For weeks, I envisioned myself setting a 5k PR this past weekend. I had found a great, flat 5k course relatively close to my home and with a few 4 and 5 mile tempo runs (during Wineglass training) that were pretty close to my 5k pace (~12 seconds/mile), felt that with the shorter distance, fresh legs and flat course, a 5k PR was well within grasp.
But a couple of weeks ago, the desire to race a 5k started to disappear. The logistics of the race were not as easy as I had anticipated plus I realized it fell on the same weekend as the NYC Trail Festival, a local trail race that I participated in four years ago. I LOVED the race, course and entire experience when I ran it in 2011 – and each year, keep it as a possibility on my race/training calendar. Two years ago, I was making a silly attempt at a marathon PR (in Rehoboth) the same weekend. Last year, my husband and I planned to run the 25k together, but the forecast called for rain the day before and on race day – and since neither of us spend a lot of time on the trails, we were both worried about the slippery leaves and the likely chance of an injury for one or both of us.
I treated the first 2/3 of the week like a normal week – regular mileage and a speed workout on Wednesday. And didn’t really make a decision about the race until Friday. I’m hesitant to promise or sign up to do too much on the weekends these days because I’m finding I’m pretty exhausted by the time Saturday rolls around and the thought of waking up really early doesn’t sound appealing after five consecutive 4am wakeups. But, I got a good amount of sleep last week and was able to work from home on Friday, so I felt ready to race hard on Saturday.
Saturday was just so much fun. It was challenging and hilly, but I loved (almost) every second of the race (there were a few points in the later miles when I would curse when I’d see the next hill to climb). Each time I run a trail race, I walk away questioning why I don’t spend more time on the trails – either in training or races. There is so much to love about being on the trails. There’s no specific paces to run – it’s simply just running as hard as you can. One of my best miles from Saturday was one of my slowest – it was a mile virtually straight uphill.
I like the laid back environment of trail racing. Relaxed start line, friendly interaction along course and post-race celebration. And so, I’m throwing around the idea of a trail ultra in the fall rather than a goal marathon. More on that soon =)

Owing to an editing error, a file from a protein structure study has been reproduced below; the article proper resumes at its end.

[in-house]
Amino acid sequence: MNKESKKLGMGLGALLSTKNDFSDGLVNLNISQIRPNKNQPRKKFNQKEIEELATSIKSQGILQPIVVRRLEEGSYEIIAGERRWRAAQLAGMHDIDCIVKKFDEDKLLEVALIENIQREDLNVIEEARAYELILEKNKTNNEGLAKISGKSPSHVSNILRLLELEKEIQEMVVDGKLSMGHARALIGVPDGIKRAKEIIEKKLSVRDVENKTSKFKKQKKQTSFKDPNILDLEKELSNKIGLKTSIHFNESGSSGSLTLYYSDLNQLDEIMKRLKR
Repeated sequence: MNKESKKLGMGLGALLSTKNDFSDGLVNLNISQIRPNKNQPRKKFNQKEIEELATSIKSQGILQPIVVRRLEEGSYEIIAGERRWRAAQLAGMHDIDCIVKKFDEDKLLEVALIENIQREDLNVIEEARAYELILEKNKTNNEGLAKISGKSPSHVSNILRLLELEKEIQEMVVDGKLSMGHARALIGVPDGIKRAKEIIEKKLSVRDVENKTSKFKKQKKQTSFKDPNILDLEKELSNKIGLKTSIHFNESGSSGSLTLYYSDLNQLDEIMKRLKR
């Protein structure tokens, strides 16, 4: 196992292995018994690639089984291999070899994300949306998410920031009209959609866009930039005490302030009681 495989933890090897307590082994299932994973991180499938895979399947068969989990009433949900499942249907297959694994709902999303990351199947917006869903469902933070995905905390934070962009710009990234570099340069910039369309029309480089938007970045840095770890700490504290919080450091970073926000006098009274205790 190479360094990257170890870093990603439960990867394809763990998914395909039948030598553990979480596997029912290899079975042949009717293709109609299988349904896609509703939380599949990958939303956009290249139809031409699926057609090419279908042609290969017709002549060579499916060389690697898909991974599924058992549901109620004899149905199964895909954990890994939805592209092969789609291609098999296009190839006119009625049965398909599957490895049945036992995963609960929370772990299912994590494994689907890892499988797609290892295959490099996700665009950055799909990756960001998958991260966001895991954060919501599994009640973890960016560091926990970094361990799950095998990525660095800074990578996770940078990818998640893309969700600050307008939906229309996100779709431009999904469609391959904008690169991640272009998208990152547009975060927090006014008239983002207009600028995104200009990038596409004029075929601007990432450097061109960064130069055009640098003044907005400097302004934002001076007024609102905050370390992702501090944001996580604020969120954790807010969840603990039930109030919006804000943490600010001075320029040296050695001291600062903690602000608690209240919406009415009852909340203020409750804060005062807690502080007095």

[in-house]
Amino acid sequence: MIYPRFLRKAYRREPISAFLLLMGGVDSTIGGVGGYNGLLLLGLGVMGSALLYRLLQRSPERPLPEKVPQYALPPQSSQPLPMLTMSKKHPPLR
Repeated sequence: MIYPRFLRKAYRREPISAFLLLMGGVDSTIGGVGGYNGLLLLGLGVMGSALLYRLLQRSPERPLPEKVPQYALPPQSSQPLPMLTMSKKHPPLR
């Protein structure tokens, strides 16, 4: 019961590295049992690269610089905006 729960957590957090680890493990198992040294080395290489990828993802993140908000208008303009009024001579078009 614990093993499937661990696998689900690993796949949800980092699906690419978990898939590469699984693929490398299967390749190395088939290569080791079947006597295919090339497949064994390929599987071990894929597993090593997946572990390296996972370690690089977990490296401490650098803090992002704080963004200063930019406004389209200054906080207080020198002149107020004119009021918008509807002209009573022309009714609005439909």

…the SI Greenbelt is a system of contiguous public parkland, containing an extensive system of over 2,800 acres of trails and is the 2nd largest group of parks owned by the City of New York.
Click here for more information on the SI Greenbelt
The 25k was one-loop with over 1,500 feet of gain. It rained earlier in the week, but mild temperatures and sunny skies in the days preceding the race allowed the course to be mostly dry. The biggest obstacle along the way were the full-bed of leaves on the trails – so you couldn’t see the ground (or roots, rocks and other obstacles). Somehow, I made it through the 15.5 miles without a fall – but there were a ton of trips, twists and close calls along the way.
Race day weather was perfect – upper-30s at the start (8am for 50k, 9am for 25k and 10am for 10k runners) with sunny skies and a calm breeze and low-40s by the end.
- Saucony Bullet tight shorts
- Saucony compression socks
- Saucony Day Break tank
- Saucony arm warmers
- Saucony Curve Crusader sports bra
- Saucony gloves (gloves no longer sold – these are close!)
- Saucony TRX Guide
- (I skipped the headband at the last minute!)
- Saucony backpack
- Sparkly Soul Headband
(From now until Dec 31, if you use the code “26STRONG” you will get 20% off your entire order of full-priced items from Saucony.com, excluding the EVERUN and Life On The Run products.)
For the first time in my running “career”, I almost missed a race start. The start (9am) was only 20 minutes from my house, so I planned to be out the door by 7:45-7:50am to allow time to get my bib, use bathroom and warmup. Despite getting up at 5am with my boys, the time just got away from me (trip to bagel store, “Go Fish”, shower [I needed to desperately shave my legs!]). I didn’t leave until almost 8:10 and then had to turn around after a few minutes of driving to return home to grab my iPod and Garmin. (I started the race with my iPod on, but shut it after 5 minutes b/c I felt like it was distracting me and never turned it back on. Probably the last time I will ever race with music. I felt like I could concentrate more on what I was doing and where I was running with the quiet.)